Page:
classroom management · common core · data · data folders · DC · ELA · http://schemas.google.com/blogger/2008/kind#post · math · parents · TpT

Teacher Tips

Two blog posts in under 12 hours?!  I know, I know.  However, if we’re being totally honest this less represents my extreme commitment to Teacher Week and the fact that in preparation for PD next week I refused to allow myself to get back into bed after the hubs left for work.  I even made the bed so I wouldn’t get into it!  But no one will be at school to let me in until 8:00am.  Which means that I have about an hour and a half to fill.  So you’re getting a bonus blog post!  Once again, I’m linking up with Blog Hoppin’s Teacher Week for their last day–teacher tips and tricks.  

Now, if we’re being totally honest, I don’t really consider myself a really tricky teacher, but I suppose I have learned a few things over the years.  I’m coming at you today with a really cool trick I learned last year from another teacher–data folders.  Previously, I blogged about my school’s partnership with the Flamboyan Foundation in DC.  (You can check it out here if you missed it.)  Flamboyan has really been working with us on how to engage parents AND how to meaningfully share data with them. 
Last year, I went to a workshop after school hosted by Flamboyan about sharing data with parents and left with a ton of really great ideas.  The one that I liked the best and put into practice in my classroom almost immediately is data folders.  Here’s the basic rundown:  You decide one day each week that these data folders will go home.  (I would not recommend Fridays because you really want them back the next day.)  I always do mine on the one day that we don’t have a special because that gives us a little more time in class to get the folders ready.  So basically, you’re selecting 2 goals that you’re monitoring on a weekly basis and you’re sending the data home to families each week, giving them information on how their students are progressing.  This is a little different from just sending home weekly assessment scores because you’re really trying to track growth over time with these folders, so you’re trying to assess the same skill (or group of skills) every week.  For example, last year I tracked my students’ fact fluency scores because we took a fluency test each Friday and I also tracked their Fundations check-ups.  (I would give them a quick check-up, even if it wasn’t in the plan for that week.)  Then, I can either grade them during a planning period or over the weekend and sort all the tests by kid so that they’re reading to the put in the folder.  
There are 3 other really important pieces to the data folder that really bring this picture home to parents.  The first is the graphs.  You make a graph for math data, and ELA data.  You add in the benchmark line (where you want the kids to be; this is almost always 80% in my class) and then you have kids color in the graph to show their score.  This makes it really easy for parents to see where their students are, in relation to where we want them to be.  The second piece is the signature tracker.  Here, you’re going to make a sheet with 3 columns.  One will be the date for each week when you send the folders home, the next will be a box for a parent to sign that they went through the folder, and last (and super important) is a comment box.  Parents MUST make a comment on the data.  They can really write anything in here that shows that they went through the folder.  I usually put a few suggestions at the top, like “So proud!” or “Way to go!” or “We need to practice short vowel sounds”.  You just want to see by reading the comment that they went through the folder and looked at the data.  And the last piece (and the reason that I always do this on my no-special day) is that you have each kid fill out a form letter to their parents about their data for the week.  It’s nothing fancy, just a little “Dear Mom/Dad/Grandma, I am feeling ____________________ about my tests this week.  Next week I want to ___________ (do better, do as well, study more, etc.) so that I can ________________ (get a treat, be smarter, know more math facts, etc.).  Love, ___________”.  This whole process definitely takes some time to get rolling, but after the first few weeks this goes much more smoothly.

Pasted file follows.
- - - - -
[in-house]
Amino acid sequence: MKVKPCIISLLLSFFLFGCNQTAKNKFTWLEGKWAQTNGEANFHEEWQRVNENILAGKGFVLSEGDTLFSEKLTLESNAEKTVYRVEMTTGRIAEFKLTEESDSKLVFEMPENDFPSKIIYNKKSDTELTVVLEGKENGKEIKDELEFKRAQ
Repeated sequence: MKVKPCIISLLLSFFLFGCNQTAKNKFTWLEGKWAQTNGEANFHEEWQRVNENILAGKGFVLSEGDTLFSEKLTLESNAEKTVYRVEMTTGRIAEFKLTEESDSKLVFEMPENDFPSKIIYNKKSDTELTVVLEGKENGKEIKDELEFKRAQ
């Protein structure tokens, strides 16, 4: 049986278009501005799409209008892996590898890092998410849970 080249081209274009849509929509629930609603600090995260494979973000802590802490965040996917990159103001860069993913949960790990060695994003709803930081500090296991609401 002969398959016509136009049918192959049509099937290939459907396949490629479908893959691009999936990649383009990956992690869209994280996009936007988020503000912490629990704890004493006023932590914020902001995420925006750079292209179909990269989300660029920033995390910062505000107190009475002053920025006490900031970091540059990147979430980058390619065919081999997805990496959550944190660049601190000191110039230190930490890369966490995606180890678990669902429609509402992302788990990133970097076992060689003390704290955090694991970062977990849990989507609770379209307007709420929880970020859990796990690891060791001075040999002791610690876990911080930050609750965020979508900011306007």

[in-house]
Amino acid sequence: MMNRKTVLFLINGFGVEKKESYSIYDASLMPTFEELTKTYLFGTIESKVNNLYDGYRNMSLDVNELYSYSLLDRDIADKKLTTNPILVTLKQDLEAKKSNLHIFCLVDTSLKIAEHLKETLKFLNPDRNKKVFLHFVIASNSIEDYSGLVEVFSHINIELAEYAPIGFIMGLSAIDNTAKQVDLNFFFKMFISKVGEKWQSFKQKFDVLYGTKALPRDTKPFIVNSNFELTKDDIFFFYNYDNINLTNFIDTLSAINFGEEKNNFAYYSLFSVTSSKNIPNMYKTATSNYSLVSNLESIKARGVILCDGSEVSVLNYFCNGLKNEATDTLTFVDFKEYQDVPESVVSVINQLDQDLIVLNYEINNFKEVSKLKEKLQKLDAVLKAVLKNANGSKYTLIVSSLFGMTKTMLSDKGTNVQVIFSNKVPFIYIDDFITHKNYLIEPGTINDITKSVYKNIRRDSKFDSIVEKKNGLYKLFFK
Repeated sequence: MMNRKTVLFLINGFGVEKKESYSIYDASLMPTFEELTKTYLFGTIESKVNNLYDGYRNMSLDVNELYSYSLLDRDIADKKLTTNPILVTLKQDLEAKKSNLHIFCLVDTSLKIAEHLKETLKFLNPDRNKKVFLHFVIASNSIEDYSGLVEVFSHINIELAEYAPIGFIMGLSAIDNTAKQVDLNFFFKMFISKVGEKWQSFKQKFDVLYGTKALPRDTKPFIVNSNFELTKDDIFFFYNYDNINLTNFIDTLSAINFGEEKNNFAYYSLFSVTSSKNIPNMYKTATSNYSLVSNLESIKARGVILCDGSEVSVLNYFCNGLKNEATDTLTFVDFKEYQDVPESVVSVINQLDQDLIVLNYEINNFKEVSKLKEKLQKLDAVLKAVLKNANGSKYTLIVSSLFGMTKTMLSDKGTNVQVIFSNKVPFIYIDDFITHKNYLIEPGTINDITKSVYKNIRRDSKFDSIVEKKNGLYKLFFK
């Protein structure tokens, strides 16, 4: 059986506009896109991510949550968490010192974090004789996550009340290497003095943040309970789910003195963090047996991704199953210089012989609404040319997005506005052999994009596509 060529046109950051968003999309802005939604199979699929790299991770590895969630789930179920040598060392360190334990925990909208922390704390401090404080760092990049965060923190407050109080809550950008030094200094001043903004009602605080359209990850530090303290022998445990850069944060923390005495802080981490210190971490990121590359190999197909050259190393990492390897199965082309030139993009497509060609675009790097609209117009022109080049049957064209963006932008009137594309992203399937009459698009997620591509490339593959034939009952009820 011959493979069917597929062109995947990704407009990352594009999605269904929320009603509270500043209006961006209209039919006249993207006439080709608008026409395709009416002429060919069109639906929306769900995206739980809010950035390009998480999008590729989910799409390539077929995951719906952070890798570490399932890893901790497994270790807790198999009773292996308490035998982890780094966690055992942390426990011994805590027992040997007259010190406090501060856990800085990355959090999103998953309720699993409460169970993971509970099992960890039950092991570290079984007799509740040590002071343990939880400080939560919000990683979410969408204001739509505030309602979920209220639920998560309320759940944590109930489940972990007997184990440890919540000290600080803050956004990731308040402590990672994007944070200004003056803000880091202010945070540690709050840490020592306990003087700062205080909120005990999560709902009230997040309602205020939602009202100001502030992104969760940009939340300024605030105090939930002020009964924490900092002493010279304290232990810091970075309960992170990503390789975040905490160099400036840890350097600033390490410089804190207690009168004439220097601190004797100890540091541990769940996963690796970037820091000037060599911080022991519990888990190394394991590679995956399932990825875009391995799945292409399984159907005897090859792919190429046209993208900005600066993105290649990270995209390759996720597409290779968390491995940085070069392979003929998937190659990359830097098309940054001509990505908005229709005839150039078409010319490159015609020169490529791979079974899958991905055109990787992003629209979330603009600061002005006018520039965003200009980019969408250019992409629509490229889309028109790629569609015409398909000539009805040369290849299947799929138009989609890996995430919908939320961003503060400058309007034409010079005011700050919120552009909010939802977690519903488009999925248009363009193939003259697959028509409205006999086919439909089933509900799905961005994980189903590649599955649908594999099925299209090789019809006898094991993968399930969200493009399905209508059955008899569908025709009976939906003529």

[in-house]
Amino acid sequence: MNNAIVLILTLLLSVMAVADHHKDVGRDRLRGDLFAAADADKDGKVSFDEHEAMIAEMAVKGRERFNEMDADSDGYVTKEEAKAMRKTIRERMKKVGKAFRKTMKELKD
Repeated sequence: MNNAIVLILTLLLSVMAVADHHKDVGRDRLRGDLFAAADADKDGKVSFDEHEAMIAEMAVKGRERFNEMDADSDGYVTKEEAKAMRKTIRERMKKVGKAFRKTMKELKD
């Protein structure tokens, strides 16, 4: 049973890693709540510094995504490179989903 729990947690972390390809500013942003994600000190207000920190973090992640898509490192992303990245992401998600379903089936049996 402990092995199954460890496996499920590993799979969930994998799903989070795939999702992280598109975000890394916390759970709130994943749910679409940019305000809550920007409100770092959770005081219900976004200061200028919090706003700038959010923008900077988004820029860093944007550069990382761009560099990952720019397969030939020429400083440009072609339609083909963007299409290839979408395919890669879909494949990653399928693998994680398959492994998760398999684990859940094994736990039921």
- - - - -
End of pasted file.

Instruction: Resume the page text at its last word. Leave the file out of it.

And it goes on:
Here’s why I love the data folder:  you’re sending home consistent information every week, so parents can’t act surprised/won’t be surprised when report cards come home.  I also love it because you can send extra information, like a note about increasing reading levels, but at the baseline they’re getting weekly updates about the progressing their child is making in school in a really clear and easy to read format.  
Now, I’ve heard that there’s a giant sale on everyone’s favorite website this weekend, so I’m going to try really hard to have all the forms for this data folder up in time for this sale.  I wouldn’t look for them before lunch time tomorrow, but that’s the goal.  Have a great Friday!
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